FEATURE STORY: The Euro - the evil twin of the millenium!

When the world begins its transition to the Euro on Jan. 1, 1999, the 11 'in' nations of the European Economic and Monetary Union (EMU) will become the world's largest single trading partner. And unlike year 2000 projects -- which merely allow companies to stay in business -- converting your in-house systems to Euro compatibility could give your company that extra bit of competitive advantageWho cares about the Euro, anyway? You probably read the news: 11 European countries formally agreed to adopt a single currency called the Euro. Starting in January 1999, the Euro will be legal tender in Germany, France, Italy, Spain, Belgium, Austria, Portugal, Ireland, the Netherlands, Finland and Luxembourg.

And three years later -- in January 2002 -- the Euro will completely replace those countries' national currencies.

No more Deutschemarks or francs or lira or escudos; from 2002 on, it's all Euros.

But so what? Like most, you probably just skimmed the Euro story and then turned the page to read on about "real" IT stories.

After all, it's happening an ocean away, it's not a technology issue, and there's no reason it should have an impact on your IS shop -- right?

Wrong. The Euro is a business issue, and that means sooner or later it could have a huge impact on your information systems -- even if your systems don't handle non-Australian currencies today. And when it hits, if you haven't already scoped out what that impact will be, you could find yourself rushing through a retrofit that makes your year 2000 scramble feel like a vacation.

Collectively, the Euro will be one of the biggest economies in the world. The Euro will make it worthwhile for the first time for many companies to do business in a currency besides the dollar.

So between the increasing globalisation of business and instant Internet access to 290 million Euro-zone customers, the question really isn't if you'll ever need to make sure your systems can handle transactions in Euros.

It's more a matter of how soon your CEO will tell you he wants that capability -- and wants it yesterday.

Of course, if you're blindsided by the Euro, it won't be a new experience. We've all been ambushed plenty often before -- by outsourcing and business re-engineering, by mergers and by sudden business direction changes at our companies.

None of those things are primarily technology issues. When business pundits first began talking about outsourcing, we thought they meant manufacturing or janitorial work -- how could you outsource something as crucial as IS? And somehow, we always underestimate the havoc that mergers will wreak on our systems when we discover we have to radically change the way we do business -- almost overnight.

We've got to stop paging past the news we don't think affects us -- and start planning for it.

How ready are your systems for a merger? For a dramatic change in your company's line of business? For a sudden change in the way you do business -- whether that means using Euros or outsourcing production or selling on the Internet? You need to be prepared for those possibilities.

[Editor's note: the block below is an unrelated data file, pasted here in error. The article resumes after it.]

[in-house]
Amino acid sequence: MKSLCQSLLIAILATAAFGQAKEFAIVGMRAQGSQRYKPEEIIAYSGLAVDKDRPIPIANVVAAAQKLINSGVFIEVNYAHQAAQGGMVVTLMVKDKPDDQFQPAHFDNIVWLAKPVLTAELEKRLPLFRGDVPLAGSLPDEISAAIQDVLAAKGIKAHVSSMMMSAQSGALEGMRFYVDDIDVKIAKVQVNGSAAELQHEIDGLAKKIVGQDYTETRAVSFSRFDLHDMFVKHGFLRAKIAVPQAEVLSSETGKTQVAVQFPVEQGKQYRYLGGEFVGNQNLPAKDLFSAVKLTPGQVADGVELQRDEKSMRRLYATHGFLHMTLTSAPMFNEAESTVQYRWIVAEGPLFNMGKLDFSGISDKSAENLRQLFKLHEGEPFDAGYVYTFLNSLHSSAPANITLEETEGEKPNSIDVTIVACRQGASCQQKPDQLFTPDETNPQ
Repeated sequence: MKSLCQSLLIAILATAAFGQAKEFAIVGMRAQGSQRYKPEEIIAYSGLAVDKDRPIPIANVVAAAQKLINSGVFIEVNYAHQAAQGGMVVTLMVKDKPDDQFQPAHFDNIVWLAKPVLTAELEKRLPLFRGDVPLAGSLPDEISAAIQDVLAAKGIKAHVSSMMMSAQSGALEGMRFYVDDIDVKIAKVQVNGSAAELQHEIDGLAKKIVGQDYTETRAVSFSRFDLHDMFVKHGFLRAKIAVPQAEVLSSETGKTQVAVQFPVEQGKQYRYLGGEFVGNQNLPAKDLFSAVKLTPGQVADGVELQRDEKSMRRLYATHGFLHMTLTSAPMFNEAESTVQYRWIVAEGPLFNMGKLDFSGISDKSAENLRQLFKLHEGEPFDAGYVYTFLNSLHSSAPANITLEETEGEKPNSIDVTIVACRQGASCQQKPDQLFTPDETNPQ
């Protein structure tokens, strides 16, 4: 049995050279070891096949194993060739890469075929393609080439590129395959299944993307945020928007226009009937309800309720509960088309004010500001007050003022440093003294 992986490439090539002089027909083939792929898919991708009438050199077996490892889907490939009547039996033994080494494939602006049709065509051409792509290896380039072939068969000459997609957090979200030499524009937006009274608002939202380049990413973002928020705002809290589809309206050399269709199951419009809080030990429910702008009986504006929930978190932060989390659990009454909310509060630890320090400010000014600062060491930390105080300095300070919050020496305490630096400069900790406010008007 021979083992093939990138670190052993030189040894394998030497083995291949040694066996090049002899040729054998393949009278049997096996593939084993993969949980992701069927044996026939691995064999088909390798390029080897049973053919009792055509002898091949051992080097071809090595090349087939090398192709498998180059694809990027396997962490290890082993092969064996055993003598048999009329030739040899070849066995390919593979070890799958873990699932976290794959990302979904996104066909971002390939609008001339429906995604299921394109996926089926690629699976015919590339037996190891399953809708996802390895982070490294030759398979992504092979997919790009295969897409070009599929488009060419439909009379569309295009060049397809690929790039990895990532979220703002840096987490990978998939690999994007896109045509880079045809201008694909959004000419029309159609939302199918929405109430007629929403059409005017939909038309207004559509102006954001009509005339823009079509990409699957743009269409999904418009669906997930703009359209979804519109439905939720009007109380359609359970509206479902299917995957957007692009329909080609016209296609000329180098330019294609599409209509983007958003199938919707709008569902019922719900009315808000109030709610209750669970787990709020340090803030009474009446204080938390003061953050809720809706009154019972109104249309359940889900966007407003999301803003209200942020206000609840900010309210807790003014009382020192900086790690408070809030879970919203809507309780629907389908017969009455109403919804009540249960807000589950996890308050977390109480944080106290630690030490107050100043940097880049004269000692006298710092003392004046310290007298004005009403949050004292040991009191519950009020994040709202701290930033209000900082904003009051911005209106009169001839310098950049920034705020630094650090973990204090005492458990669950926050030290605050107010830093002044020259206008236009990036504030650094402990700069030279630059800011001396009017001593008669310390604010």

That doesn't mean you should retrofit systems now in anticipation of a merger or Euro-business that may never happen. But it does mean designing and building new systems with an eye towards adding capabilities such as Euro transactions when they become necessary.

And it means developing contingency plans for mergers and other business changes. The better you understand how you'll need to react to a sudden change, the faster you'll be able to respond -- and report to your top management on what needs to be done.

Most of all, though, it means continually watching for all the changes that could affect your company. Technical changes. Business changes. Political changes. Even if they happen an ocean away.

Because if you don't spot them coming, they'll blindside you. And then all your planning won't be worth a plugged Euro.

Euro service opportunities

Business Consulting:

Product costing

Labor costing and mobility

Department resizing

Profit yield optimisation from more-elastic markets IT implementation:

Changing proprietary system references to national currencies and interest ratesCurrency converters Rounding rules Operations management during transition period, 1999 to 2002 Conversion of historical dataMicrosoft's Euro currency supportAs multinational corporations spend millions to overhaul their enterprise applications to handle the Euro, the European Union's upcoming new single currency, Microsoft earlier in the year offered a modest assist by promising that its PC applications will be able to display the new character symbolising the currency.

It may just be a "C" with two horizontal lines crossing, but PC users will probably still be relieved to know that Microsoft will offer the character in its Windows operating systems. Updates will be made available enabling Windows 95 and Windows NT to display the symbol, while Windows 98 and Windows NT 5.0 will support the Euro from their market availability dates. Windows CE will support the Euro symbol in version 2.1 and beyond. Users will also need updated printer fonts, a printer that supports the symbol through downloadable fonts, and an updated version of their application, Microsoft said.

-- Elizabeth Heichler

Apples to oranges

Year 2000 and Euro projects are both big and tough to manage. And that's where the similarity ends.

Euro requirements:

Strong business drivers, especially financial-services companies in countries likely to adopt the EuroNew development Milestones of 1999 and 2002 System functions changed User and customer training required Substantial documentation changes Y2K requirements:

No business drivers

Legacy systems

Milestone of 2000

System functions changed

Limited end-user training

Limited documentation

Source: Gartner Group

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